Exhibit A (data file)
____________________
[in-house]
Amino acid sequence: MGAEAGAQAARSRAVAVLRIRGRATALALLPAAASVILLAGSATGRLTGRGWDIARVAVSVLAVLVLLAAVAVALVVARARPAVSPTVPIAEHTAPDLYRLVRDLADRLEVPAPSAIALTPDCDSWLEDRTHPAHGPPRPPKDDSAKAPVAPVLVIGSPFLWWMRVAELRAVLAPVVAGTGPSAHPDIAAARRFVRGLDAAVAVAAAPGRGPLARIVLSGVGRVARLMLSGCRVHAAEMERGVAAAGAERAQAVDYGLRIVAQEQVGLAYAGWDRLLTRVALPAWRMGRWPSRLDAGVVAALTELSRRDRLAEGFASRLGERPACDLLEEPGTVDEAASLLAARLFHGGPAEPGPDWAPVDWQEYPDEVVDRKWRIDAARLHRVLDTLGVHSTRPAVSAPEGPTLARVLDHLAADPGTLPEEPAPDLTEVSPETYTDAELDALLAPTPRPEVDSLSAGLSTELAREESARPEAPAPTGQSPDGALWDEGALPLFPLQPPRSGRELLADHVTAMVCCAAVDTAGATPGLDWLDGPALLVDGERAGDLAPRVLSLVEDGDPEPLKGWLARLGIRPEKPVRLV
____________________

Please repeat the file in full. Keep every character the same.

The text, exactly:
[in-house]
Amino acid sequence: MGAEAGAQAARSRAVAVLRIRGRATALALLPAAASVILLAGSATGRLTGRGWDIARVAVSVLAVLVLLAAVAVALVVARARPAVSPTVPIAEHTAPDLYRLVRDLADRLEVPAPSAIALTPDCDSWLEDRTHPAHGPPRPPKDDSAKAPVAPVLVIGSPFLWWMRVAELRAVLAPVVAGTGPSAHPDIAAARRFVRGLDAAVAVAAAPGRGPLARIVLSGVGRVARLMLSGCRVHAAEMERGVAAAGAERAQAVDYGLRIVAQEQVGLAYAGWDRLLTRVALPAWRMGRWPSRLDAGVVAALTELSRRDRLAEGFASRLGERPACDLLEEPGTVDEAASLLAARLFHGGPAEPGPDWAPVDWQEYPDEVVDRKWRIDAARLHRVLDTLGVHSTRPAVSAPEGPTLARVLDHLAADPGTLPEEPAPDLTEVSPETYTDAELDALLAPTPRPEVDSLSAGLSTELAREESARPEAPAPTGQSPDGALWDEGALPLFPLQPPRSGRELLADHVTAMVCCAAVDTAGATPGLDWLDGPALLVDGERAGDLAPRVLSLVEDGDPEPLKGWLARLGIRPEKPVRLV